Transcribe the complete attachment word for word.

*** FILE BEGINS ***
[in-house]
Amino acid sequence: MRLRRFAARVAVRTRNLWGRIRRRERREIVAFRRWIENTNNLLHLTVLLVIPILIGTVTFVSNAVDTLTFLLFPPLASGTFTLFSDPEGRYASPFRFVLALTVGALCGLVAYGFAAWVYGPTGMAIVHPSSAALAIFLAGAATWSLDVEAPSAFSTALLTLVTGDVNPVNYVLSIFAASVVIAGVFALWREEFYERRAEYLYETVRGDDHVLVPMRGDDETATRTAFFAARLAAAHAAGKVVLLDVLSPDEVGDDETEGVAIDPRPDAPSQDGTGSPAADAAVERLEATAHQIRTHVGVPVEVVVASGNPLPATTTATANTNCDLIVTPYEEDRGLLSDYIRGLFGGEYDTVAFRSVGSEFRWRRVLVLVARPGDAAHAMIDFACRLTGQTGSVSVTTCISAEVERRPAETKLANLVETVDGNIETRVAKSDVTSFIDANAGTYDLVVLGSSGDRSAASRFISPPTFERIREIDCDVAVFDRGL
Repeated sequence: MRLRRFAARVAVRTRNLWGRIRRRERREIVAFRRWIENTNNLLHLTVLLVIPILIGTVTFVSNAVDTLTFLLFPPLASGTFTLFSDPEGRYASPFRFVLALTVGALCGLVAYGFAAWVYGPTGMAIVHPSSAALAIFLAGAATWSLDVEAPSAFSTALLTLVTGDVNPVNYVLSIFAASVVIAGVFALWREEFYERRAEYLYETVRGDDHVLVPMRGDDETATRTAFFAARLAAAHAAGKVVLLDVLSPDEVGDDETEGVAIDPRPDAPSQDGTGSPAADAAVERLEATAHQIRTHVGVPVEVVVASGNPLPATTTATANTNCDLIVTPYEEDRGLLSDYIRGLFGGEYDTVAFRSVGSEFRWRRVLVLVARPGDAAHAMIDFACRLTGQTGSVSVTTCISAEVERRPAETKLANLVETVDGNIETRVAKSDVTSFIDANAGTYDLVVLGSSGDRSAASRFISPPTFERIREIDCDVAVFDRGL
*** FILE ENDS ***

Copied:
[in-house]
Amino acid sequence: MRLRRFAARVAVRTRNLWGRIRRRERREIVAFRRWIENTNNLLHLTVLLVIPILIGTVTFVSNAVDTLTFLLFPPLASGTFTLFSDPEGRYASPFRFVLALTVGALCGLVAYGFAAWVYGPTGMAIVHPSSAALAIFLAGAATWSLDVEAPSAFSTALLTLVTGDVNPVNYVLSIFAASVVIAGVFALWREEFYERRAEYLYETVRGDDHVLVPMRGDDETATRTAFFAARLAAAHAAGKVVLLDVLSPDEVGDDETEGVAIDPRPDAPSQDGTGSPAADAAVERLEATAHQIRTHVGVPVEVVVASGNPLPATTTATANTNCDLIVTPYEEDRGLLSDYIRGLFGGEYDTVAFRSVGSEFRWRRVLVLVARPGDAAHAMIDFACRLTGQTGSVSVTTCISAEVERRPAETKLANLVETVDGNIETRVAKSDVTSFIDANAGTYDLVVLGSSGDRSAASRFISPPTFERIREIDCDVAVFDRGL
Repeated sequence: MRLRRFAARVAVRTRNLWGRIRRRERREIVAFRRWIENTNNLLHLTVLLVIPILIGTVTFVSNAVDTLTFLLFPPLASGTFTLFSDPEGRYASPFRFVLALTVGALCGLVAYGFAAWVYGPTGMAIVHPSSAALAIFLAGAATWSLDVEAPSAFSTALLTLVTGDVNPVNYVLSIFAASVVIAGVFALWREEFYERRAEYLYETVRGDDHVLVPMRGDDETATRTAFFAARLAAAHAAGKVVLLDVLSPDEVGDDETEGVAIDPRPDAPSQDGTGSPAADAAVERLEATAHQIRTHVGVPVEVVVASGNPLPATTTATANTNCDLIVTPYEEDRGLLSDYIRGLFGGEYDTVAFRSVGSEFRWRRVLVLVARPGDAAHAMIDFACRLTGQTGSVSVTTCISAEVERRPAETKLANLVETVDGNIETRVAKSDVTSFIDANAGTYDLVVLGSSGDRSAASRFISPPTFERIREIDCDVAVFDRGL